Media bashing has never been my thing, for obvious reasons, but we’ll make an exception today to note some statistics that illustrate as well as anything why so many people of all political stripes have abandoned television network newscasts in favor of the Internet.
Eric Boehlert writes at MediaMatters:
Donald Trump didn't announce his candidacy until mid-June of last year, but still managed to be covered as the second biggest news story for all of 2015 on the network evening newscasts.
Between ABC's World News Tonight, the CBS Evening News and NBC Nightly News, Trump's campaign captured 327 minutes of airtime, according to television news analyst Andrew Tyndall (ABC: 121, CBS: 84, NBC: 122 minutes, respectively). That figure doesn't include the network newscasts' coverage of the Republican debates, which garnered an additional 123 minutes of airtime.
Those raw numbers do not give a full picture.
Context: ABC's evening news broadcast produced almost as much Trump coverage last year as it did for the Ebola panic in 2014. …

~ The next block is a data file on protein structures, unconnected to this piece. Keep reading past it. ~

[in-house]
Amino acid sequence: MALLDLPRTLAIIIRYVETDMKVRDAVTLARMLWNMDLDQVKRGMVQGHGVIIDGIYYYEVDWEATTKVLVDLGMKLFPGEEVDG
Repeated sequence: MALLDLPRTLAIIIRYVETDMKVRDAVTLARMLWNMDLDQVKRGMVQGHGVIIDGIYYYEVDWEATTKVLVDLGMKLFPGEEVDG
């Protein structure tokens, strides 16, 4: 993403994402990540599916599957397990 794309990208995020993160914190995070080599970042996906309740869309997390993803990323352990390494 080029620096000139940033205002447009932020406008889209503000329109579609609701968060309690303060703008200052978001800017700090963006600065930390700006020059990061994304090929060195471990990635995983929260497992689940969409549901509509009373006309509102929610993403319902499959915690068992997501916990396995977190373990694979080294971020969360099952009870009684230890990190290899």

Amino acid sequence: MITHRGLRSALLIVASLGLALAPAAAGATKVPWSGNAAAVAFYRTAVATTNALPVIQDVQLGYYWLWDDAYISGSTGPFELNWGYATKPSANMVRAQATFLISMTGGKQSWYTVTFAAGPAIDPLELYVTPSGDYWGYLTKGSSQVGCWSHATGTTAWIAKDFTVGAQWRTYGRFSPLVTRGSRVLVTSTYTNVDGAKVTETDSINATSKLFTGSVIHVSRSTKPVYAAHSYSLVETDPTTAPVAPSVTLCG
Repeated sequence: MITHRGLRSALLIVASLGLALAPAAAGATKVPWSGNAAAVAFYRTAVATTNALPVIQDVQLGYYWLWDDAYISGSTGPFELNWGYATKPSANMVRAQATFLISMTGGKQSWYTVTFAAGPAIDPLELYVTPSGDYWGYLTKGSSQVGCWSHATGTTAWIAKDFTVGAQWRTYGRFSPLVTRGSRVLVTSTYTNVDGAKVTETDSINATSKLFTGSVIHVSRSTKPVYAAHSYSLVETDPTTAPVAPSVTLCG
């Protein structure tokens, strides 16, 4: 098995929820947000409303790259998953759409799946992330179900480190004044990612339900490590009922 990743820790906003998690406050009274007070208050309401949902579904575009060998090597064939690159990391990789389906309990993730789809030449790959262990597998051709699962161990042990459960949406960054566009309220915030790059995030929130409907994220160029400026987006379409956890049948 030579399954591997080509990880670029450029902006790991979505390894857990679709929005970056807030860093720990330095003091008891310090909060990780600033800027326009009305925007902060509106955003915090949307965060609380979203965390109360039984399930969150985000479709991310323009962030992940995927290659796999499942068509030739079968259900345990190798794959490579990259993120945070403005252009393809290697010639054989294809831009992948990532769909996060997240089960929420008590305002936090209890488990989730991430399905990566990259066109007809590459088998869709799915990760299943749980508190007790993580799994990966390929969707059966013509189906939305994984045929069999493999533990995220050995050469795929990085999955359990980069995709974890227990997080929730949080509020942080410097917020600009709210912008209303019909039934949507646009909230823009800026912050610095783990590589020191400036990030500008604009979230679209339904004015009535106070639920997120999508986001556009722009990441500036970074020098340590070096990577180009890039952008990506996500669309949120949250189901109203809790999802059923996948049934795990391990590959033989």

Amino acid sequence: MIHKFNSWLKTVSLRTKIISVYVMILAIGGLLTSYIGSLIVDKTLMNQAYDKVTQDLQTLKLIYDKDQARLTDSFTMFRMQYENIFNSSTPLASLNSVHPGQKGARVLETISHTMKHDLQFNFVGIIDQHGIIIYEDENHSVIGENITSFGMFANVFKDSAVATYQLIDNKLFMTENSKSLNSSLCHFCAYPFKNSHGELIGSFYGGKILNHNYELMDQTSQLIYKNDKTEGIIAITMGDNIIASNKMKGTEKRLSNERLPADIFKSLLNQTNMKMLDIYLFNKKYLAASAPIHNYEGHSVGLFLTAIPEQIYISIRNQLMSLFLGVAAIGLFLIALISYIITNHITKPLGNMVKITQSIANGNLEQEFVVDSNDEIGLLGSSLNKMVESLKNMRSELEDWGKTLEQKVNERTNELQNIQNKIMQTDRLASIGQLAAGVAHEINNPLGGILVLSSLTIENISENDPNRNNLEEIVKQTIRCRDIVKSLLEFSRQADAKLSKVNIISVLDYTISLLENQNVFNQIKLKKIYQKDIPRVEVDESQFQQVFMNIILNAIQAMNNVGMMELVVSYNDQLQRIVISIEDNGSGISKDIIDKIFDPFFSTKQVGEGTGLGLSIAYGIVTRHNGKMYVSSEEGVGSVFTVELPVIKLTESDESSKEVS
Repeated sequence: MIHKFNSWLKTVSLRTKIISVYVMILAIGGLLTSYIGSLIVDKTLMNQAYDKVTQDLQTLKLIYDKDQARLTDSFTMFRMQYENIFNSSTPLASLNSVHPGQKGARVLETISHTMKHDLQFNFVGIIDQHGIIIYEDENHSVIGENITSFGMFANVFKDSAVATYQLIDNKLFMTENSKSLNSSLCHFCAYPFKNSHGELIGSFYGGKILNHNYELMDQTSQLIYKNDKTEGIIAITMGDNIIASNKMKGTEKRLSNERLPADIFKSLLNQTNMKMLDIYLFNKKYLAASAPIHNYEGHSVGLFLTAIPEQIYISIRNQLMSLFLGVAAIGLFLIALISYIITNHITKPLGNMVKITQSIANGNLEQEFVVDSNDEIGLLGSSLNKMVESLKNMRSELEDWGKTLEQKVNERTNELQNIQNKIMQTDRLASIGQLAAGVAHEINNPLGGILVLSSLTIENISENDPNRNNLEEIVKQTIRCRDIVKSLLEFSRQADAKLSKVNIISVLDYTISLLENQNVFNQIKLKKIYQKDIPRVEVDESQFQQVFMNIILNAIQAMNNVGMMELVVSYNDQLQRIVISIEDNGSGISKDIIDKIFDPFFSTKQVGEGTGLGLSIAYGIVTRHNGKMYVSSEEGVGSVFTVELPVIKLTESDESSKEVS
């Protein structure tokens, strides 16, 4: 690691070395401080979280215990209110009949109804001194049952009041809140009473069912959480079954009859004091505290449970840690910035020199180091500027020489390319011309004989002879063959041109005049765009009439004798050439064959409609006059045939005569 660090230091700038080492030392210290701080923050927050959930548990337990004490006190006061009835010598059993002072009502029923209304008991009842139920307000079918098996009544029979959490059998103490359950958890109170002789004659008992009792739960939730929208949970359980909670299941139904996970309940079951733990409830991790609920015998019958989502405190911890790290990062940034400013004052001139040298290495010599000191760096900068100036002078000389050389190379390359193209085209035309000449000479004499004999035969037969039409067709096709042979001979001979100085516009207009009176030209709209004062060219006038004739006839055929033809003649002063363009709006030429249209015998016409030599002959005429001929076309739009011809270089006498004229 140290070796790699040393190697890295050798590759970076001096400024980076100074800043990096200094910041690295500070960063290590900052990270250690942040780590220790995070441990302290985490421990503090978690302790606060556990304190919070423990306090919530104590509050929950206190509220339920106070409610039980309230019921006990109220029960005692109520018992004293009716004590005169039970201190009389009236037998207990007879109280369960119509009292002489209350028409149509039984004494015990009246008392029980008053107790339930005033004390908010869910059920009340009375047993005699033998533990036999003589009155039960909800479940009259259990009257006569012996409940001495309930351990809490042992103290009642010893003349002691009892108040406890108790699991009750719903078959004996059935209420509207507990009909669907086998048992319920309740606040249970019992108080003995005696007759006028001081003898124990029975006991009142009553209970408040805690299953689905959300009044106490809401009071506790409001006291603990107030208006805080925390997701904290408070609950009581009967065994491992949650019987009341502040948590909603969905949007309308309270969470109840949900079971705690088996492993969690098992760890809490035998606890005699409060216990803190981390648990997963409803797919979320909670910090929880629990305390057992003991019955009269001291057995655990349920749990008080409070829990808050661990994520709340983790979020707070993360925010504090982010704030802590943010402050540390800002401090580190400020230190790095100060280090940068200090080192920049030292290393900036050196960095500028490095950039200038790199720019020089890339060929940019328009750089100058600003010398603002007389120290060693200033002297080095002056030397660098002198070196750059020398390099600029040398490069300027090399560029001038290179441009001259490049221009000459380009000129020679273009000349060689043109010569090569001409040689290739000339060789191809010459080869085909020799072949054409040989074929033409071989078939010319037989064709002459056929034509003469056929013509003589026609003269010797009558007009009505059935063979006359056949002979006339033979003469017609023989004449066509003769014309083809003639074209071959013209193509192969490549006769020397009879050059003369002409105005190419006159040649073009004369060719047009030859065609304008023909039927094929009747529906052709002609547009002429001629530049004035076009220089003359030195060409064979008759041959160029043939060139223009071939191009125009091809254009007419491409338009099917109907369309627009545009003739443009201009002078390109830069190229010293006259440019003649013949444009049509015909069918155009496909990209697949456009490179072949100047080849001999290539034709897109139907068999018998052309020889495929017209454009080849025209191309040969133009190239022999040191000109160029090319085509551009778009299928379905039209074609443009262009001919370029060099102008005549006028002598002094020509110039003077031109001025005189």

More context: Trump received 327 minutes of evening network airtime one year before the general election campaign. In 2012, during the general election campaign, President Obama's re-election run garnered just 157 minutes of airtime.
Think that’s embarrassing? Try this one: Over the first 11 months of last year, ABC’s newscast devoted exactly one minute to the campaign of Bernie Sanders, who as I type is polling neck-and-neck with Hillary Clinton in early primary states that will determine the Democratic nominee. No matter what one thinks of Sanders – that he’s the second coming of Fidel Castro, he’s unelectable or he’s just what the country needs – you should be outraged that a major television network has treated his candidacy less seriously than the latest viral video on YouTube.
Now I’m willing to cut the networks a tiny bit of slack on this issue because I believe that Trump is a unique – and uniquely dangerous – presidential candidate. When something is of critical importance and has never happened before, well, that’s pretty much the definition of major news.
Yet there are – or at least should be – limits. And, when it comes to influencing the public’s choice of the next leader of the free world -- there should be at least a modicum of balance and fairness (the real kind, not the Fox marketing slogan).
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